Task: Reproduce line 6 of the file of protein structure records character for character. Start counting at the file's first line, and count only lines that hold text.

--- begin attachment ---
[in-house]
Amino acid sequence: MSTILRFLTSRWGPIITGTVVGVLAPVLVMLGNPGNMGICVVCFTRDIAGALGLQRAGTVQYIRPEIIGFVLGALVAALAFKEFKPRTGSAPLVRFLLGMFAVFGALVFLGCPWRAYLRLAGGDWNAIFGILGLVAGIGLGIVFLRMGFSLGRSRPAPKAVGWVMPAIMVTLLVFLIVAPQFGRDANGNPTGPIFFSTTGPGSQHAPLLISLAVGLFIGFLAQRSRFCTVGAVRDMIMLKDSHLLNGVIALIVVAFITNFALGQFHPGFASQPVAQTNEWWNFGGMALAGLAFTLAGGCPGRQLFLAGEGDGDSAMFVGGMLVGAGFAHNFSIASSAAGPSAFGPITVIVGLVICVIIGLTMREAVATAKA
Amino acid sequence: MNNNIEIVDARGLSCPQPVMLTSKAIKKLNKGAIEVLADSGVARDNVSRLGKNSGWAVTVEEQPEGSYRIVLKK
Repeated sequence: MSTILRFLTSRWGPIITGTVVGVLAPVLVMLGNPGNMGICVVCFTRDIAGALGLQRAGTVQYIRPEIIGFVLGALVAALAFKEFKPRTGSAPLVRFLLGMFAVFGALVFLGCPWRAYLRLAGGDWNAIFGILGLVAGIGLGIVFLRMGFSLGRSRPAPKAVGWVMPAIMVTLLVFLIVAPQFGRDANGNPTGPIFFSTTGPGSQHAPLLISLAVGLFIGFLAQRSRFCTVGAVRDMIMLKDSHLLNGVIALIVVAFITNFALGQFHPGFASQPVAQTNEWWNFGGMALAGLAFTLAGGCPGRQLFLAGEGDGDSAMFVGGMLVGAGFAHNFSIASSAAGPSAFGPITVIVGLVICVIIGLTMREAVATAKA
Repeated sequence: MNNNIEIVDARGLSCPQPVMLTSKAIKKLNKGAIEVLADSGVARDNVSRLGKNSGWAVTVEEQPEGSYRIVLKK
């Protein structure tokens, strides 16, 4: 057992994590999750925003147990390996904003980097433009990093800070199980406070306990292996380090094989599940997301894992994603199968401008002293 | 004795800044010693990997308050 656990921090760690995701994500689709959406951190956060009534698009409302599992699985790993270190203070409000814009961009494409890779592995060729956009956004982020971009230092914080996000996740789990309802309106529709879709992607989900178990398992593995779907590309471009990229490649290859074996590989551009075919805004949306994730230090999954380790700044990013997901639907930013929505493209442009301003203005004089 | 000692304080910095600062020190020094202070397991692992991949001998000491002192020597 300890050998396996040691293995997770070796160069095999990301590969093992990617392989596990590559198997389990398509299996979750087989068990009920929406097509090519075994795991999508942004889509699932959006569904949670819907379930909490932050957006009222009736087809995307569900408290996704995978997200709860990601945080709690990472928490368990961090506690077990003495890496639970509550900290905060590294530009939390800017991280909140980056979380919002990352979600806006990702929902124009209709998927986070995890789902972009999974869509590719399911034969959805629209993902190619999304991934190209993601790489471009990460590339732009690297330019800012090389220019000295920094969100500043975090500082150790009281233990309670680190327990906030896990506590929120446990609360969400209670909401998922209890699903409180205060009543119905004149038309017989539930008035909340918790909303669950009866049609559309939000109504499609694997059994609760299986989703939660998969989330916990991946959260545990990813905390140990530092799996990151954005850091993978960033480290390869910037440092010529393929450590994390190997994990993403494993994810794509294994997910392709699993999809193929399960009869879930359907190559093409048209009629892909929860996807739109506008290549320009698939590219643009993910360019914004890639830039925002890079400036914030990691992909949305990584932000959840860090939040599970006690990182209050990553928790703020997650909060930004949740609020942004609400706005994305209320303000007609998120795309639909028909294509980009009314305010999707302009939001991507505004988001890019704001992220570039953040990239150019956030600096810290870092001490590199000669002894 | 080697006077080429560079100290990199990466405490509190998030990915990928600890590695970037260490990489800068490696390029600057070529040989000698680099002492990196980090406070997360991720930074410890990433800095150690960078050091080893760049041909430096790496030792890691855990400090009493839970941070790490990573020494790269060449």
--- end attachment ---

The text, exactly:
């Protein structure tokens, strides 16, 4: 057992994590999750925003147990390996904003980097433009990093800070199980406070306990292996380090094989599940997301894992994603199968401008002293 | 004795800044010693990997308050 656990921090760690995701994500689709959406951190956060009534698009409302599992699985790993270190203070409000814009961009494409890779592995060729956009956004982020971009230092914080996000996740789990309802309106529709879709992607989900178990398992593995779907590309471009990229490649290859074996590989551009075919805004949306994730230090999954380790700044990013997901639907930013929505493209442009301003203005004089 | 000692304080910095600062020190020094202070397991692992991949001998000491002192020597 300890050998396996040691293995997770070796160069095999990301590969093992990617392989596990590559198997389990398509299996979750087989068990009920929406097509090519075994795991999508942004889509699932959006569904949670819907379930909490932050957006009222009736087809995307569900408290996704995978997200709860990601945080709690990472928490368990961090506690077990003495890496639970509550900290905060590294530009939390800017991280909140980056979380919002990352979600806006990702929902124009209709998927986070995890789902972009999974869509590719399911034969959805629209993902190619999304991934190209993601790489471009990460590339732009690297330019800012090389220019000295920094969100500043975090500082150790009281233990309670680190327990906030896990506590929120446990609360969400209670909401998922209890699903409180205060009543119905004149038309017989539930008035909340918790909303669950009866049609559309939000109504499609694997059994609760299986989703939660998969989330916990991946959260545990990813905390140990530092799996990151954005850091993978960033480290390869910037440092010529393929450590994390190997994990993403494993994810794509294994997910392709699993999809193929399960009869879930359907190559093409048209009629892909929860996807739109506008290549320009698939590219643009993910360019914004890639830039925002890079400036914030990691992909949305990584932000959840860090939040599970006690990182209050990553928790703020997650909060930004949740609020942004609400706005994305209320303000007609998120795309639909028909294509980009009314305010999707302009939001991507505004988001890019704001992220570039953040990239150019956030600096810290870092001490590199000669002894 | 080697006077080429560079100290990199990466405490509190998030990915990928600890590695970037260490990489800068490696390029600057070529040989000698680099002492990196980090406070997360991720930074410890990433800095150690960078050091080893760049041909430096790496030792890691855990400090009493839970941070790490990573020494790269060449």